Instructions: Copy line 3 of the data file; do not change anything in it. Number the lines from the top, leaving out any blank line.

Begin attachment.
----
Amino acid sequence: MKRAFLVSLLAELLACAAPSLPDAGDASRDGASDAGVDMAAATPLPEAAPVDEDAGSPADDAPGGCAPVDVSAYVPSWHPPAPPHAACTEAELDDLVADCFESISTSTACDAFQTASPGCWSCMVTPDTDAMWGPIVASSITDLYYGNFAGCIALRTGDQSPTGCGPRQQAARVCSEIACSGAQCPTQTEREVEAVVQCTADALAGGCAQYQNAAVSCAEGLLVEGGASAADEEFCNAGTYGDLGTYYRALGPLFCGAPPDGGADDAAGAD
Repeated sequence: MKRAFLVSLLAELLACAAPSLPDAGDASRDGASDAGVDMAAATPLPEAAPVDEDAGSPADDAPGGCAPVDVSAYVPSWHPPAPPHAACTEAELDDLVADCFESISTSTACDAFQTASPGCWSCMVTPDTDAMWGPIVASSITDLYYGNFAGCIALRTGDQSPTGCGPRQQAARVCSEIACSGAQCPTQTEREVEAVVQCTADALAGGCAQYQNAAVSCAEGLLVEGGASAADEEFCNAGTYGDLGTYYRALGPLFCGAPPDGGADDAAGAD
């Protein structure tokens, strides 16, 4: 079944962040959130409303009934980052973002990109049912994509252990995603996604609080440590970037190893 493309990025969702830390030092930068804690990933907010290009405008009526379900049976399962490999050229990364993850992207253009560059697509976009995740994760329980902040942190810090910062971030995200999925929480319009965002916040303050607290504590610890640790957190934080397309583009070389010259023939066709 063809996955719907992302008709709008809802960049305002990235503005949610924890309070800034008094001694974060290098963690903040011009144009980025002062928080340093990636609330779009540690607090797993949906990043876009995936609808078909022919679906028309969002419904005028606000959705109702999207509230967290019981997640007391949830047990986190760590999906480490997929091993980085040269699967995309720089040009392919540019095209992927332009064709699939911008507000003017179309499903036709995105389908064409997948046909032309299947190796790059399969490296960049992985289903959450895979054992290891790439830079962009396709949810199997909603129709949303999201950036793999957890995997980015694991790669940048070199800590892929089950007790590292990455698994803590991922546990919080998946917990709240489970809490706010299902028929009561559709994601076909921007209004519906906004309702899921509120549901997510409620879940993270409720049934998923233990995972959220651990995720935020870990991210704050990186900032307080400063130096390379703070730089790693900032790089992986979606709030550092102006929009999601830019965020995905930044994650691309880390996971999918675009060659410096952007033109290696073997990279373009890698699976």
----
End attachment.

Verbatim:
């Protein structure tokens, strides 16, 4: 079944962040959130409303009934980052973002990109049912994509252990995603996604609080440590970037190893 493309990025969702830390030092930068804690990933907010290009405008009526379900049976399962490999050229990364993850992207253009560059697509976009995740994760329980902040942190810090910062971030995200999925929480319009965002916040303050607290504590610890640790957190934080397309583009070389010259023939066709 063809996955719907992302008709709008809802960049305002990235503005949610924890309070800034008094001694974060290098963690903040011009144009980025002062928080340093990636609330779009540690607090797993949906990043876009995936609808078909022919679906028309969002419904005028606000959705109702999207509230967290019981997640007391949830047990986190760590999906480490997929091993980085040269699967995309720089040009392919540019095209992927332009064709699939911008507000003017179309499903036709995105389908064409997948046909032309299947190796790059399969490296960049992985289903959450895979054992290891790439830079962009396709949810199997909603129709949303999201950036793999957890995997980015694991790669940048070199800590892929089950007790590292990455698994803590991922546990919080998946917990709240489970809490706010299902028929009561559709994601076909921007209004519906906004309702899921509120549901997510409620879940993270409720049934998923233990995972959220651990995720935020870990991210704050990186900032307080400063130096390379703070730089790693900032790089992986979606709030550092102006929009999601830019965020995905930044994650691309880390996971999918675009060659410096952007033109290696073997990279373009890698699976």